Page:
Paula Heitzner, ERYT500, is a master yoga teacher. She has taught yoga for over 50 years and has trained many others in the time-honored principles, practices, and philosophy of yoga. The “teacher of teachers,” as she is called by her students, can be found at her studio, the Nyack Yoga Center, in its new location at the American Legion Hall. 

Learn more about Paula at nyackyogacenter.com.

Member Classes and Events 

YTA members (individuals and studios) are invited to include their events here. Send details to yta_editor@ytayoga.com by the 15th of the month to be included in the following month’s newsletter. Member events are also posted in YTA's online directorythe source for information about yoga teachers, studios, and yoga teacher trainings throughout the Hudson Valley. To be included, individual and studio members may send their information to yta_communications@gmail.com.


Carolyn Iannone, RYT-200
Free weekly gentle yoga via Zoom with the “queen of gentle yoga” (as dubbed by her students). Register at Finkelstein Library (Spring Valley) for Tuesday classes at 5:50 p.m. and at Pearl River Library for Thursday classes at 5:50 p.m.

Elisha Fernandes Simpson, LMSW, RCYT, ERYT

Yoga Alliance certified 200- and 300-hour teacher training, Oct. 26–Apr. 26, 6:30–8:30 p.m.

Gina Callender
Yin/Restorative, Mondays, 7 p.m.; Open-level Hatha yoga,
Wednesdays, 6:30 p.m., via Zoom.

Jenny Schuck
Join former owner of Yoga Culture in intermediate and advanced classes with mix of vinyasa and held poses, plus bodywork and ball rolling, on demand on Vimeo; $10/class.

Paula Heitzner
Mixed-level yoga with the “teacher of teachers,” M-Tu-W-Th, 9:30–11 a.m, American Legion Hall, Nyack.

Sylvia Samilton-Baker, MA, ERYT
Vinyasa yoga, Thursdays, 8 p.m.; Hatha yoga, Saturdays 10:30 a.m., starting Sept 11, both via Zoom. Vinyasa yoga, Wednesdays, 9:30 a.m., NYSC/Dobbs Ferry (register online; if not a member, there is a fee).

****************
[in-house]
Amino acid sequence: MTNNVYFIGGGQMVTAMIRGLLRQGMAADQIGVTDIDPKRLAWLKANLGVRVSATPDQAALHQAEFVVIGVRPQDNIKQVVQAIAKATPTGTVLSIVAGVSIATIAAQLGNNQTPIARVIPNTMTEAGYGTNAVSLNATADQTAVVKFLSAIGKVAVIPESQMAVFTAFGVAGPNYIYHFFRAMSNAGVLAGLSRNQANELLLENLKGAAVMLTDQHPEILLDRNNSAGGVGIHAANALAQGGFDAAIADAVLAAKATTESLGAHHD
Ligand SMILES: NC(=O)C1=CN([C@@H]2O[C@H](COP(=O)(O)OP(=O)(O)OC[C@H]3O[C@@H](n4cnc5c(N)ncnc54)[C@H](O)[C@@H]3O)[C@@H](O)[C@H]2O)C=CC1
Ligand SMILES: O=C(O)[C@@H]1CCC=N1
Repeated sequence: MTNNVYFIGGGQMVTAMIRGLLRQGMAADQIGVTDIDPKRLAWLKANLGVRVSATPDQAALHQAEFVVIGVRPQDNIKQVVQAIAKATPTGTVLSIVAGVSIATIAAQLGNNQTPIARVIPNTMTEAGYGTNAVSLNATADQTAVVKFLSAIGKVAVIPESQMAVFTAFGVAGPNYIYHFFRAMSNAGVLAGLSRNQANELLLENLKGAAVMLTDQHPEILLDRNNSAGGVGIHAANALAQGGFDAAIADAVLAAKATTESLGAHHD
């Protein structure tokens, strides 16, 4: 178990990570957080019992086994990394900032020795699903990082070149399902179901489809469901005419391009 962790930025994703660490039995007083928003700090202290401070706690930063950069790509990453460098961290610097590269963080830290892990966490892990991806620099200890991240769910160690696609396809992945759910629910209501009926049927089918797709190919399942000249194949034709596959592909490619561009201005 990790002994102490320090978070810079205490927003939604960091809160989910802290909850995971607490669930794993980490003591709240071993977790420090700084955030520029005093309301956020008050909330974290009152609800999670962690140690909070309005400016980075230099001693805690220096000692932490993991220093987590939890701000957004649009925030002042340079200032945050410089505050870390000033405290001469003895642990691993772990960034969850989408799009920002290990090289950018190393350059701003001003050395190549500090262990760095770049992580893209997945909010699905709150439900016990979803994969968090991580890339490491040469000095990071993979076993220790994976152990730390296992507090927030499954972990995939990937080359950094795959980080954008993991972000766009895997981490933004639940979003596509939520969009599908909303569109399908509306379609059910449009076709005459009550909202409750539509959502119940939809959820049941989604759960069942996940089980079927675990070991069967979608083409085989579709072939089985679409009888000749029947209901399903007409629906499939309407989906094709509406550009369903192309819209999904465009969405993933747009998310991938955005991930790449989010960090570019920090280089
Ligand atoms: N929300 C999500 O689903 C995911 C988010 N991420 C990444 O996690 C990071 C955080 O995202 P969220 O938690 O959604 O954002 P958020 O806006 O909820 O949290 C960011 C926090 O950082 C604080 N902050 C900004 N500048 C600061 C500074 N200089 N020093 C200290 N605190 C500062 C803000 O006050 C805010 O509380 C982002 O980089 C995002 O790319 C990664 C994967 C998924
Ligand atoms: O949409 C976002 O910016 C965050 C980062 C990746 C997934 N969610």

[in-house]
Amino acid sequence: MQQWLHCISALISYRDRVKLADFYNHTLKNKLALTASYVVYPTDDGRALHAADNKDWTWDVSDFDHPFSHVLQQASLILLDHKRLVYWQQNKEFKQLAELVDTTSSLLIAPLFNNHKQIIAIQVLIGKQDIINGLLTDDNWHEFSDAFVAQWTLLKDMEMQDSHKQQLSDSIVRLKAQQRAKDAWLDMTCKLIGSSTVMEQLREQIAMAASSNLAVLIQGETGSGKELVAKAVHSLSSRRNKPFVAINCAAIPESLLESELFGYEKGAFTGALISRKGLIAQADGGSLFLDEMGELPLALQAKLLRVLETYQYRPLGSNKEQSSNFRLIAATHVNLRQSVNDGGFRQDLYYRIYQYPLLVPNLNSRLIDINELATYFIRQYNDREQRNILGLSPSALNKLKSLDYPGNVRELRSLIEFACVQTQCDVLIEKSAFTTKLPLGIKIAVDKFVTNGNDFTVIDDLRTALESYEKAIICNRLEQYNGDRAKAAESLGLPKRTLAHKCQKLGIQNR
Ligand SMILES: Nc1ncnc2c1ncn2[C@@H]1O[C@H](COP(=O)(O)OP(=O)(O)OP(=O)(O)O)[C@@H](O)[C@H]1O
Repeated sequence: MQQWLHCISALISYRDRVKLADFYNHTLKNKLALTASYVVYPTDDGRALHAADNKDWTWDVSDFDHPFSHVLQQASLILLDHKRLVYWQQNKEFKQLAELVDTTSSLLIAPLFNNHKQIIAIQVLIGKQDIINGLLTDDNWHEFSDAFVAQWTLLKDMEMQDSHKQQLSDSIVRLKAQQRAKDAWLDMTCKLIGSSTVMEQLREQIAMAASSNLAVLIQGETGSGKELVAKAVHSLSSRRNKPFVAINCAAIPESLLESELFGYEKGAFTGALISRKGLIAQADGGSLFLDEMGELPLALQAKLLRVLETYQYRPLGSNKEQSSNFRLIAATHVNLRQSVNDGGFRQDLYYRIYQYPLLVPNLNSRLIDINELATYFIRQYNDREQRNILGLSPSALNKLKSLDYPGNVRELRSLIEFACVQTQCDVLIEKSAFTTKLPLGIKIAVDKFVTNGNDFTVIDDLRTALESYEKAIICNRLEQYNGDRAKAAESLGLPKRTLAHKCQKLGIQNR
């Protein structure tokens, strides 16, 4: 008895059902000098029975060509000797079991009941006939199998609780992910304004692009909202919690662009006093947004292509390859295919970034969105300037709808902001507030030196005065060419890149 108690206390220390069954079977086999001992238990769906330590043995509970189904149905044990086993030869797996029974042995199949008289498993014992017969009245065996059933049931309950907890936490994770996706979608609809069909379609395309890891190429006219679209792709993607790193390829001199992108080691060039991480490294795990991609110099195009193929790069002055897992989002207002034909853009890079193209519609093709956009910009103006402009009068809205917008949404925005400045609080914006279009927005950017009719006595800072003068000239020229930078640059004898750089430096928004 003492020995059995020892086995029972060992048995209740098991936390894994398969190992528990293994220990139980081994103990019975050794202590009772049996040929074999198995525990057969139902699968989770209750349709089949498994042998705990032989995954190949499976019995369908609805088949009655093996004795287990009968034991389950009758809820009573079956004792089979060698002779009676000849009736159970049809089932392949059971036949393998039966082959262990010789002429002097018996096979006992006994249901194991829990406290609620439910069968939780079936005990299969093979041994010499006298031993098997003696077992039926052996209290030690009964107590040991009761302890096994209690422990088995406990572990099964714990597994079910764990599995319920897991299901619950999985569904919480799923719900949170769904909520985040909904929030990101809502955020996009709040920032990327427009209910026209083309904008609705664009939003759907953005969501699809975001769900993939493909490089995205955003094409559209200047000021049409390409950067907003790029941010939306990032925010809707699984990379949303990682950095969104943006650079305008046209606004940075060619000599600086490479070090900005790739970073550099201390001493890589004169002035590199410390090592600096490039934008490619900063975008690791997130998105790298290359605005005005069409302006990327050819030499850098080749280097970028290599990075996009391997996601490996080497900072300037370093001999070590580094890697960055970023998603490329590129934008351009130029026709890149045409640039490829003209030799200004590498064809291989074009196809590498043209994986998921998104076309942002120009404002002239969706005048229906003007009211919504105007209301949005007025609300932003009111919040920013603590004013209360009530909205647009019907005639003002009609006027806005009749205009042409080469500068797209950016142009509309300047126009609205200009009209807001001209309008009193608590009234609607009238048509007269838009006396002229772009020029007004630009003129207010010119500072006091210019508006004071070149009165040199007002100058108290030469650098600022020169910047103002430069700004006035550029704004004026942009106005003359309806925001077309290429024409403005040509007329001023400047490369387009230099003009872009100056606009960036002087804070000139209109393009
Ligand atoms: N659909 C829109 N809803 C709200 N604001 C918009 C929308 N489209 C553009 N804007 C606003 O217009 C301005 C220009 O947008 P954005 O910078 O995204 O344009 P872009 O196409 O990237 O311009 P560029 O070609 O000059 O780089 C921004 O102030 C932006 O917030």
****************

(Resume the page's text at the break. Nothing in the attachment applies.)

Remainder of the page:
Final Thoughts


join t

Fear is the cheapest room in the house

I would like to see you living
In better conditions,

for your mother and my mother
Were friends.

I know the Innkeeper
In this part of the universe.
Get some rest tonight,
Come to my verse tomorrow.
We’ll go speak to the Friend together.

I should not make any promises right now,
But I know if you
Somewhere in this world-
Something good will happen. God wants to see
More love and playfulness in your eyes
For that is your greatest witness to Him.

Your soul and my soul
Once sat together in the Beloved’s womb
Playing footsie.

Your heart and my heart
are very, very old


Yoga Teachers Association was created in 1979  by a small group of pioneering yoga teachers who saw the need for affordable and continuing education. Today, YTA continues as a 501(c)(3) nonprofit dedicated to expanding learning opportunities for teachers and committed students in the Hudson Valley. We offer monthly workshops presented by the leading yoga teachers of our time for the benefit of the community. All are invited. Membership dues and additional contributions are deductible to the extent allowable by law.

 for individual membership
$75 for studio membership

 members / $65 nonmembers in advance
($55 and $75 day of)

Board of Directors

Lorraine Burton

Susan Edwards Colson

Membership Chair

Jenny Schuck

Programming Chair

Gina Callender, E-RYT 200, RYT 500, CEP

Marketing and Communications Chair

Cassie Cartaginese, RYT

Terry Fiore Lavery, RYT

Lisa Sloane, MA, ERYT

Board Member at Large
Paula Heitzner, ERY



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Yoga Teachers Association • 18 Derby Lane • Ossining, NY 10562 • USA